“Enugu state obliged. And then a whole lot of preparation was done. Somewhere along the line, we heard that some group of people assembled themselves to meet the government to tell them to stop me from doing it alone that group like them should be involved.”

Meanwhile, the opposing group he alleged were major Nollywood practitioners who were at the same time soliciting for land from the government for a project to be called ˜Actors’s Village”, which he believes is far below what he’s looking at.

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He continued, “What I was trying to do is for everybody and not for one person alone. It’s going to be a town . . . a city on its own. And then the government of Enugu state will benefit from it massively, even the federal government will benefit from it too because of tourism. We are going to develop a school there.

“I created the opportunity, I registered the name of ‘Nollywood City’, then I paid lawyer, then I invited developers from South Africa and investors from few other countries that are ready to invest. The architect finished drawings which were given to the government and then they gave it a nod that it should be built. I then chose some areas which didn’t go down with the government.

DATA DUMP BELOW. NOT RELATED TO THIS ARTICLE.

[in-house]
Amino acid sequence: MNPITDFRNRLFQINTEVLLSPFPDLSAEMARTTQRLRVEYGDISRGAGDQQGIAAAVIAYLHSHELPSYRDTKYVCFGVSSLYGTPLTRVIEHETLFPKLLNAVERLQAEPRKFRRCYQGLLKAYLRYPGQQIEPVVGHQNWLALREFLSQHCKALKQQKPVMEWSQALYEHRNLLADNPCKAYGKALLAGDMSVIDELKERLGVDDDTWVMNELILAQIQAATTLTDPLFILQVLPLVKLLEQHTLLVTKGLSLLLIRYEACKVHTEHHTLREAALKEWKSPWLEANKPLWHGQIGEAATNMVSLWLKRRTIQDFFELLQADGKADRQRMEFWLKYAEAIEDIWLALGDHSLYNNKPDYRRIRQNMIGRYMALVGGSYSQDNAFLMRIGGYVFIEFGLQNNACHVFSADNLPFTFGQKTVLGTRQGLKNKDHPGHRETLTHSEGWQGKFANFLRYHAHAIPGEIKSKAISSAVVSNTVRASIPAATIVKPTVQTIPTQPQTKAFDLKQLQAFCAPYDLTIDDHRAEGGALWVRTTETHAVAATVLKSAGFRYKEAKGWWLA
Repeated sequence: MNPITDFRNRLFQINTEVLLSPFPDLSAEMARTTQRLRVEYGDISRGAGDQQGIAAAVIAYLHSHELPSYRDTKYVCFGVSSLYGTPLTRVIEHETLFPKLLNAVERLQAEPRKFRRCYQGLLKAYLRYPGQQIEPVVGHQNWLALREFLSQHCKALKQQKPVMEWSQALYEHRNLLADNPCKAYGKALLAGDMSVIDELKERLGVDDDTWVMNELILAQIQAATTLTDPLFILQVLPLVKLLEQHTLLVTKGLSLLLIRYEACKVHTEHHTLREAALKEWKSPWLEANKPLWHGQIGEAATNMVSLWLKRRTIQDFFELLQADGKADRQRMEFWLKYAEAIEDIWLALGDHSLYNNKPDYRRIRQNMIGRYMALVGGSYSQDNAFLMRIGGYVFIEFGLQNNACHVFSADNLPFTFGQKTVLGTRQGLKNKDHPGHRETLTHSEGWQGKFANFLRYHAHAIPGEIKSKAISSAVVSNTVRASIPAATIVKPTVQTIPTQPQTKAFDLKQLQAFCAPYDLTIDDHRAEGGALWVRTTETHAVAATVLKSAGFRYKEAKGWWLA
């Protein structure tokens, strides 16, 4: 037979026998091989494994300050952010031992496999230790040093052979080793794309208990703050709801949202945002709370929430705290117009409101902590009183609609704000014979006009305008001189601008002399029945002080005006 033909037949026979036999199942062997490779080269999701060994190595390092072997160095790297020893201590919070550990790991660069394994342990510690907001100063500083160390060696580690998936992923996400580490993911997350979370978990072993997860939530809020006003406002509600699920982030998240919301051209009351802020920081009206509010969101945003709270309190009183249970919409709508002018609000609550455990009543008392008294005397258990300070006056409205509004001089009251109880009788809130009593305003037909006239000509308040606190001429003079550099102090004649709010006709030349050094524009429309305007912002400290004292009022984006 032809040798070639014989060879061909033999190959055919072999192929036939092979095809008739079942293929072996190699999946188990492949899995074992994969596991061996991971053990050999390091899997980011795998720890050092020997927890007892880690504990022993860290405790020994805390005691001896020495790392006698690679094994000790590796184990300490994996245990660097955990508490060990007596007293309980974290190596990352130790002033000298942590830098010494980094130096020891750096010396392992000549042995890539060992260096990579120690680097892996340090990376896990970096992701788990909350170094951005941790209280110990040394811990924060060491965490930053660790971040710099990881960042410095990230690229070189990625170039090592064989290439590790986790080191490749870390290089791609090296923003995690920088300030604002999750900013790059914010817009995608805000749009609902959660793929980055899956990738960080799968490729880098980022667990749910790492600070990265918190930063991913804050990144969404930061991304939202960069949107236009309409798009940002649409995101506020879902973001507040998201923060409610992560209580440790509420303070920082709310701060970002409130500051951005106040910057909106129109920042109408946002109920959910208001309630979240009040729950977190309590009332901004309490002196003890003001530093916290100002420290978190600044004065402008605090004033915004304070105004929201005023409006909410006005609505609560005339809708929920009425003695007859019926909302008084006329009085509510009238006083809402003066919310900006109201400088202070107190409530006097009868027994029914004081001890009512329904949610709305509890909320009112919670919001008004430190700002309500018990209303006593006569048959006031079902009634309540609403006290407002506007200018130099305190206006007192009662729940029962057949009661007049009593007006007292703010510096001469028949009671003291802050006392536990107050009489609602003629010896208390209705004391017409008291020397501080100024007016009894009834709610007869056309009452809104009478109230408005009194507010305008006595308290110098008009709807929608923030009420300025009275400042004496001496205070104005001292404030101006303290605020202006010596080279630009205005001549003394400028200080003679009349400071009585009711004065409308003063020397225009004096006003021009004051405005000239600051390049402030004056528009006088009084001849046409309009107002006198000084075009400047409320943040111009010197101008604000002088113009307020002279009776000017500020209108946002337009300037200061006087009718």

“I then said OKAY fine if it doesn’t go down well with you guys you people can now give me a place of your choice. It’s been since last year (2016) and I have waited I don’t know what have been delaying them. So we are waiting for the government to just point a finger ‘look at the place’, and then we start immediately. I have waited for so long and I don’t know . . . it’s all about government thing so it has taken time.”